Robotic startups are some of the most expensive, capital intensive enterprises on the planet. Unlike startups in the software or mobile app space, iterating on robot designs is an expensive endeavor. Robot firms can burn through cash at an alarming rate as they try to build their hardware and the software to support it. This is why it is not surprising that many robotics success stories are focused on the software side of industry where costs and burn rates can be kept in check, and where hardware development costs are minimized by using off the shelf components.
So what does a startup do when it comes to capital and cash flow? In addition to using as much free stuff as possible when it comes to building their application (thank you ROS), it is also wise to work with a small-to-medium enterprises that cannot only help them prove out their technology, but hopefully pay them for it.
Capital and cash flow are often the biggest obstacles to a startup. This is where many startups with a great solution have perished through no fault of their own. There is no working capital silver bullet for many startups. Resourcefulness is the winning path here.
Wasting time and money early on chasing a single large customer is not the best use of limited start-up resources. Yes, a big customer can get that cash flow going, but it is highly unlikely early on a big client will take the risk on you.
As stated earlier, when I am in talks with a small firm of less than 25 employees, there is extra paperwork to fill out. One of the forms deals with ensuring the firm is financial healthy to work long term with FedEx. This is another reason FedEx stresses to startup firms that they must build up their operations prior to engaging with a large customer, because they will ask financial questions.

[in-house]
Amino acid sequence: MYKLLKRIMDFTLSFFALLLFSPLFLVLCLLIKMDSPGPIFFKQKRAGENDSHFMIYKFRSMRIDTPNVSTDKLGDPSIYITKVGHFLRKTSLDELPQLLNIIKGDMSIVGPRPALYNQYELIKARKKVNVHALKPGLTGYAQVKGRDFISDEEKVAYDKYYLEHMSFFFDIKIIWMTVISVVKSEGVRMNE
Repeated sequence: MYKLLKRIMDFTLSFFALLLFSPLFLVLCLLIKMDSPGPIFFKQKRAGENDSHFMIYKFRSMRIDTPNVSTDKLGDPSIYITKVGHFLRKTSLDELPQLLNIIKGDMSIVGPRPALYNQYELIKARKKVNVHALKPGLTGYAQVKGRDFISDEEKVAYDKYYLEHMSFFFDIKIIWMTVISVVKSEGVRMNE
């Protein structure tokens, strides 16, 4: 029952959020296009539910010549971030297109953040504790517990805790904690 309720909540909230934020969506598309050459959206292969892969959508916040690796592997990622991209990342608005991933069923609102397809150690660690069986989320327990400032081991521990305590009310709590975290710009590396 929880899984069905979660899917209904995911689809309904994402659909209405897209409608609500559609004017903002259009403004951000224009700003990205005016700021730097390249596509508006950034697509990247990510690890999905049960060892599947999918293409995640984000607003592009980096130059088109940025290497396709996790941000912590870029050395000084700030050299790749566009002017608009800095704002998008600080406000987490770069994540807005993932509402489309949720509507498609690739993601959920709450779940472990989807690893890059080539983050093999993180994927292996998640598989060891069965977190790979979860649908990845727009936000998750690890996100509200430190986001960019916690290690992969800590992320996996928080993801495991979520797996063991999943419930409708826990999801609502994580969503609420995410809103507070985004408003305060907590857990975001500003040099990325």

I have witnessed robotic firms completely bootstrap themselves. So it is possible to do that. For some firms, they will secure the Venture Capital funding that will allow them to grow their bench of employees and further enhance their technology.
A reliable funding source and mature technology are required for start-ups to get into the big time. However, having a cash flow from sales to customers is a sure fire way to keep moving up the ladder to the major league. Why? Because that gives larger customers some very important validation that your tech works. That leads to the next key stat to build.
Deployments also give the larger firm a chance to speak with start-up clients, as well as determine how the client company views the solution and the start-up itself.
Nothing proves that a robot startup is ready for the big time more than having numerous deployments under their belt. The more deployments a company has, the more likely a large firm will to do business with them. The company has proven that not only their tech works, but they have been operating in the “real world” working with “real” customers and providing them solutions of value.
Deployments also give the larger firm a chance to speak with start-up clients, as well as determine how the client company views the solution and the start-up itself. Smart startup CEOs will actually make their clients available to prospective customers, and in that way accelerate the technology adoption process.
Deployments also indicate that the firm has some sort of positive cash. Now this cash flow may not be enough to sustain the firm long term, but it does indicate the start of a revenue stream for them, even a small one.
Deployment Magic Number
So what is the magic number for a Fortune 500 when it comes to deployments? 10? 30? 50? Each Fortune 500 company will be different. It really depends on the firm and the technology they are selling.